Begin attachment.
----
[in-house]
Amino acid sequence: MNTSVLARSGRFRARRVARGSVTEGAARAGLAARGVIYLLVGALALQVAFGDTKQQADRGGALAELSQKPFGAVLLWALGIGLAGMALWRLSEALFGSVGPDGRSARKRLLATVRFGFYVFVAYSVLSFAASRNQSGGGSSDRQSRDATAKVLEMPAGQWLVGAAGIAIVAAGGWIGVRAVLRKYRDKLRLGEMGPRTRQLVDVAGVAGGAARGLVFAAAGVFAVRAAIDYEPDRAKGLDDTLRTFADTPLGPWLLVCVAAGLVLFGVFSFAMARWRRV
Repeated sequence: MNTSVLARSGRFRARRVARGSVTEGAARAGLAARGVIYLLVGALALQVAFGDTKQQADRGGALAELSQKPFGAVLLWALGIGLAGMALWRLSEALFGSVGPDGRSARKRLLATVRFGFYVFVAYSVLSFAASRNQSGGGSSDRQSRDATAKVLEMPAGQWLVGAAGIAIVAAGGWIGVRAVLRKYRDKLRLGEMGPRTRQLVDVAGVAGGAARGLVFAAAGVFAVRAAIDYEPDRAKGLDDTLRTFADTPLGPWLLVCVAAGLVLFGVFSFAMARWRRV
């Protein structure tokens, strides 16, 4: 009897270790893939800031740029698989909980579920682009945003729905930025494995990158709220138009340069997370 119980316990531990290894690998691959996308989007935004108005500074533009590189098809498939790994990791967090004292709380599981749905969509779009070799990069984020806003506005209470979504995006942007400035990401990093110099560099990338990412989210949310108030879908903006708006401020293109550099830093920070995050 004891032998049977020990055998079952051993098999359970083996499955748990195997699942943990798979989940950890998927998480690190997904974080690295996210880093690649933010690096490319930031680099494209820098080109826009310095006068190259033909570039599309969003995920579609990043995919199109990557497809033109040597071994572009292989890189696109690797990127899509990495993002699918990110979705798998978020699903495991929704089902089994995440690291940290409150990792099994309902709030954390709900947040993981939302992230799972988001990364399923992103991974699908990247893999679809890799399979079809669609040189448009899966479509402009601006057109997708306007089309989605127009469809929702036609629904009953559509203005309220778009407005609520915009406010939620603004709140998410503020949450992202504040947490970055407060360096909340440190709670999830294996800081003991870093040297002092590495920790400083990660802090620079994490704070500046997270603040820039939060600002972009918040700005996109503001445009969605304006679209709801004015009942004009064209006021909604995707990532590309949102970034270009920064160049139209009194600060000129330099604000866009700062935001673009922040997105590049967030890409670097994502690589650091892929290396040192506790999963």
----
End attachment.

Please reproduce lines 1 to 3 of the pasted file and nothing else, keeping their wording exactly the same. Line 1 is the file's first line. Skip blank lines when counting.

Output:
[in-house]
Amino acid sequence: MNTSVLARSGRFRARRVARGSVTEGAARAGLAARGVIYLLVGALALQVAFGDTKQQADRGGALAELSQKPFGAVLLWALGIGLAGMALWRLSEALFGSVGPDGRSARKRLLATVRFGFYVFVAYSVLSFAASRNQSGGGSSDRQSRDATAKVLEMPAGQWLVGAAGIAIVAAGGWIGVRAVLRKYRDKLRLGEMGPRTRQLVDVAGVAGGAARGLVFAAAGVFAVRAAIDYEPDRAKGLDDTLRTFADTPLGPWLLVCVAAGLVLFGVFSFAMARWRRV
Repeated sequence: MNTSVLARSGRFRARRVARGSVTEGAARAGLAARGVIYLLVGALALQVAFGDTKQQADRGGALAELSQKPFGAVLLWALGIGLAGMALWRLSEALFGSVGPDGRSARKRLLATVRFGFYVFVAYSVLSFAASRNQSGGGSSDRQSRDATAKVLEMPAGQWLVGAAGIAIVAAGGWIGVRAVLRKYRDKLRLGEMGPRTRQLVDVAGVAGGAARGLVFAAAGVFAVRAAIDYEPDRAKGLDDTLRTFADTPLGPWLLVCVAAGLVLFGVFSFAMARWRRV